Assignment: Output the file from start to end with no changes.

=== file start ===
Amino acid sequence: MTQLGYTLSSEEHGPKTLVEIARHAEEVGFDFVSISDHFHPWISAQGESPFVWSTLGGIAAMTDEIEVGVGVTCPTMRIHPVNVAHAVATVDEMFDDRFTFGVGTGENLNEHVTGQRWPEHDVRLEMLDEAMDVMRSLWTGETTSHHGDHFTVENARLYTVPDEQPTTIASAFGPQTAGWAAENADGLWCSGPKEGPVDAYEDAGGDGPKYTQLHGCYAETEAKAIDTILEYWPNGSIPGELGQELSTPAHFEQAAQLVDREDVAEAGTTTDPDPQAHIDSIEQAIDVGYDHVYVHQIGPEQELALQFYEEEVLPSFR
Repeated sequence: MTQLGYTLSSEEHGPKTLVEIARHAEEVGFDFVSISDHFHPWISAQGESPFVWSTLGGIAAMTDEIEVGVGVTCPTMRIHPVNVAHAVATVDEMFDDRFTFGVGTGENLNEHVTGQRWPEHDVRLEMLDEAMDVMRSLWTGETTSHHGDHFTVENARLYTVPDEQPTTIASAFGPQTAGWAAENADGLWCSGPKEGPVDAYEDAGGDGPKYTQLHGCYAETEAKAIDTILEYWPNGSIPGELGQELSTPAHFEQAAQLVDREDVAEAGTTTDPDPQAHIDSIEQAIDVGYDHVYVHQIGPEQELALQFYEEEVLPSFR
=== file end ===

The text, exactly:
Amino acid sequence: MTQLGYTLSSEEHGPKTLVEIARHAEEVGFDFVSISDHFHPWISAQGESPFVWSTLGGIAAMTDEIEVGVGVTCPTMRIHPVNVAHAVATVDEMFDDRFTFGVGTGENLNEHVTGQRWPEHDVRLEMLDEAMDVMRSLWTGETTSHHGDHFTVENARLYTVPDEQPTTIASAFGPQTAGWAAENADGLWCSGPKEGPVDAYEDAGGDGPKYTQLHGCYAETEAKAIDTILEYWPNGSIPGELGQELSTPAHFEQAAQLVDREDVAEAGTTTDPDPQAHIDSIEQAIDVGYDHVYVHQIGPEQELALQFYEEEVLPSFR
Repeated sequence: MTQLGYTLSSEEHGPKTLVEIARHAEEVGFDFVSISDHFHPWISAQGESPFVWSTLGGIAAMTDEIEVGVGVTCPTMRIHPVNVAHAVATVDEMFDDRFTFGVGTGENLNEHVTGQRWPEHDVRLEMLDEAMDVMRSLWTGETTSHHGDHFTVENARLYTVPDEQPTTIASAFGPQTAGWAAENADGLWCSGPKEGPVDAYEDAGGDGPKYTQLHGCYAETEAKAIDTILEYWPNGSIPGELGQELSTPAHFEQAAQLVDREDVAEAGTTTDPDPQAHIDSIEQAIDVGYDHVYVHQIGPEQELALQFYEEEVLPSFR